Monday through Friday, Nicollet Avenue in Minneapolis is a blur of high heels and power suits—the frenzied hive of the nine to five. The restaurants along this manic circuit often have no choice but to assume the tone of their harried clientele.
Though that atmosphere may suit many a Bluetooth addict, if you truly want to unplug and unwind, a veritable oasis waits just one block east at Hell’s Kitchen’s former digs: Subo. Since opening last December, it has brought the essence of the Philippines to Minneapolis by way of cocktails; traditional and fusion cuisine; and an airy, calming interior that encourages guests to linger.
Before dinner, take the time to sit at the bar, and explore the cocktail menu with an open mind. The creative, evolving, and often meticulous drink list is designed to introduce traditional Filipino ingredients and flavors to Subo’s Minnesotan guests. While the sake, wine, and beer list is impressive, I appreciated the spirit of the cocktail introduction to cuisine, and so began there. I tried the refreshing Hypnotiq Caipirinha ($8), made with Cachaca Pitu (Brazil’s national drink), Hypnotiq liqueur, kalamansi juice (a Southeast Asian citrus fruit), parsley, and lime. The sly concoction rendered the sugar cane rum base almost undetectable, so a word to the wise: Pace yourself. The bar staff also is more than happy to make you something off-menu, and if you encourage them to play, they will reward you with brilliance. We were treated to what only can be described as a summery version of eggnog, and it was exquisite.
Introducing Filipino food to the Twin Cities presents a unique challenge. Because of the unique history of the Philippines, its traditional cuisine heavily is influenced by Spanish, Chinese, Japanese, Vietnamese, Malaysian, and American flavors. The result can seem a little all over the map, especially when you add classic French cooking techniques.
Some Filipinos who enjoy their culture’s emphasis on food quantity may disagree with me, but I think that Subo’s small-plate concept provides the perfect and only opportunity for Minnesotans to explore the many flavors the Philippines has to offer. Subo has caught some plate-size flak from the Filipino community, and I personally feel the criticism is undeserved. The price ratio is very reasonable, and a guest certainly is capable of ordering as much food as he or she wishes. Moreover, with the quality of food coming from Chef Geoff King’s kitchen, I wonder if the “quantity” criticism isn’t a compliment in disguise.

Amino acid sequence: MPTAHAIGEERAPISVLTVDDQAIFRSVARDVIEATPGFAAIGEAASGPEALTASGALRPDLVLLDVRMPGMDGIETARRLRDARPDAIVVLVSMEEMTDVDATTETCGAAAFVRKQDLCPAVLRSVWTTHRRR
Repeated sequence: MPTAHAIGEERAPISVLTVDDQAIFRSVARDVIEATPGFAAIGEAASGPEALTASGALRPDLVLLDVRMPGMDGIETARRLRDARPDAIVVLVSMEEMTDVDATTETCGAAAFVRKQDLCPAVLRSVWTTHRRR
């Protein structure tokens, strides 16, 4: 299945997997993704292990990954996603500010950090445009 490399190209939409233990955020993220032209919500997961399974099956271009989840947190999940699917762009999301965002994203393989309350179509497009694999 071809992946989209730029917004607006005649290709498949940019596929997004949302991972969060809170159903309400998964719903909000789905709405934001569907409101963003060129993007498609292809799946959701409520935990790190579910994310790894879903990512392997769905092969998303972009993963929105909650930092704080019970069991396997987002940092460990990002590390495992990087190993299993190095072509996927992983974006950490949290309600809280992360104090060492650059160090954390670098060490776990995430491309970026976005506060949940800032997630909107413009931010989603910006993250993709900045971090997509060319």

For a larger plate experience, order Adobo Chicken Wings ($8.50) with its perfect companion, Coconut Rice ($4). The traditionally prepared chicken wings are wickedly good, and falling off the bone.
However, if you are in a meandering kind of mood, begin with Embutido ($9), a ground-pork, quail-egg, and chicken-sausage meatloaf served cold with homemade banana catsup. Take a bite of the meatloaf before dipping it too liberally into the catsup—the condiment is delicious, but packs more flavor than tomato catsup.
Follow with Steamed Edamame ($6). King uses black Hawaiian sea salt and a dash of basil lime oil to jazz up his delightfully firm soybeans. The result is very different than what you may have snacked on before your sushi.
At this point, my dining partner and I had moved from cocktails to wine. Our server’s picks of the dry La Sauveuse rosé ($5.5/$8/$5/$25) and the acidic Nessa Albarino ($6.50/$10.50/$27) paired so well with everything we tried that if either tickled your fancy, I’d encourage you to spring for a bottle.
Ukoy ($9.5)—essentially, a lightly breaded shrimp and vegetable fritter with traditional dipping sauce—was next, along with Garlic Fried Rice ($4) and absolutely heavenly Steamed Mushroom Rolls ($8). I am not a mushroom lover, but I would return for these moist, sake-sweetened, garlicky wonders.
If you consistently are leaning toward the Asian influences, Lumpia Shanghai ($7.50) is a lovely play on an egg roll, wrapping ground pork tightly into a long, slender wrapper; giving it a fry; and serving it with mild mandarin orange chili sauce. However, I also marveled over the tender Pan Seared Scallops ($9), which showcase the Philippines’s Spanish influence with a dab of gazpacho relish.
I must admit, I am beginning to wonder why Filipino food has not made a bigger splash here in Minnesota—we love fusion cuisine, rich sauces, and comfort foods, and we aren’t so big on spice. Surprise—neither is most Filipino food! Given our long and brutal winters, I can’t be the only one craving a breath of fresh, South Seas air now and then.
But if you’re still on the fence about it, the Subo dessert list includes New Orleans-worthy Beignets ($7) with kalamansi curd spiced sugar, and a warm Kalamansi Meringue Tart ($7).
I rest my case.
89 S. 10th St., Mpls.